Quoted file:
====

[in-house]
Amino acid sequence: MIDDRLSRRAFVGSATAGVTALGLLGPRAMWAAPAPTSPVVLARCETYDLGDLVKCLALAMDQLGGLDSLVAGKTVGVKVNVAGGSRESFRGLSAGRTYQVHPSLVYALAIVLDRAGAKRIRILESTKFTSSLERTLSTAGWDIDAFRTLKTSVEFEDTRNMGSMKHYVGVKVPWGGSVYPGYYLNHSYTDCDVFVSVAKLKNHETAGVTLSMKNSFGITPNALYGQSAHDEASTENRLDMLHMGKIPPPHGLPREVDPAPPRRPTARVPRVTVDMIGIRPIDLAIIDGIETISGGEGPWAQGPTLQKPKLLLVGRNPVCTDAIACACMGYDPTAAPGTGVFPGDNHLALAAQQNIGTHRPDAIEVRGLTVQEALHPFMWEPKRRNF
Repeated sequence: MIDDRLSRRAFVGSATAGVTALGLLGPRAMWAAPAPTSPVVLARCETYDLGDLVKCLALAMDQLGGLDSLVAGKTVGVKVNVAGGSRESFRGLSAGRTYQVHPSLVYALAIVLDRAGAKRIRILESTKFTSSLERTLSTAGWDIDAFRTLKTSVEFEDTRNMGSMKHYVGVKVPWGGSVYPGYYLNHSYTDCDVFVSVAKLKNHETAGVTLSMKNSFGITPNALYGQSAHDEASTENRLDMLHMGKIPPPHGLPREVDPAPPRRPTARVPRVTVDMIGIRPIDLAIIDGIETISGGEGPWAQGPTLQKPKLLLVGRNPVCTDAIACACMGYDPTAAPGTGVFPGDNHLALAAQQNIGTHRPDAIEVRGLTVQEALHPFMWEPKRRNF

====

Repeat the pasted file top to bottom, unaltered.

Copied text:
[in-house]
Amino acid sequence: MIDDRLSRRAFVGSATAGVTALGLLGPRAMWAAPAPTSPVVLARCETYDLGDLVKCLALAMDQLGGLDSLVAGKTVGVKVNVAGGSRESFRGLSAGRTYQVHPSLVYALAIVLDRAGAKRIRILESTKFTSSLERTLSTAGWDIDAFRTLKTSVEFEDTRNMGSMKHYVGVKVPWGGSVYPGYYLNHSYTDCDVFVSVAKLKNHETAGVTLSMKNSFGITPNALYGQSAHDEASTENRLDMLHMGKIPPPHGLPREVDPAPPRRPTARVPRVTVDMIGIRPIDLAIIDGIETISGGEGPWAQGPTLQKPKLLLVGRNPVCTDAIACACMGYDPTAAPGTGVFPGDNHLALAAQQNIGTHRPDAIEVRGLTVQEALHPFMWEPKRRNF
Repeated sequence: MIDDRLSRRAFVGSATAGVTALGLLGPRAMWAAPAPTSPVVLARCETYDLGDLVKCLALAMDQLGGLDSLVAGKTVGVKVNVAGGSRESFRGLSAGRTYQVHPSLVYALAIVLDRAGAKRIRILESTKFTSSLERTLSTAGWDIDAFRTLKTSVEFEDTRNMGSMKHYVGVKVPWGGSVYPGYYLNHSYTDCDVFVSVAKLKNHETAGVTLSMKNSFGITPNALYGQSAHDEASTENRLDMLHMGKIPPPHGLPREVDPAPPRRPTARVPRVTVDMIGIRPIDLAIIDGIETISGGEGPWAQGPTLQKPKLLLVGRNPVCTDAIACACMGYDPTAAPGTGVFPGDNHLALAAQQNIGTHRPDAIEVRGLTVQEALHPFMWEPKRRNF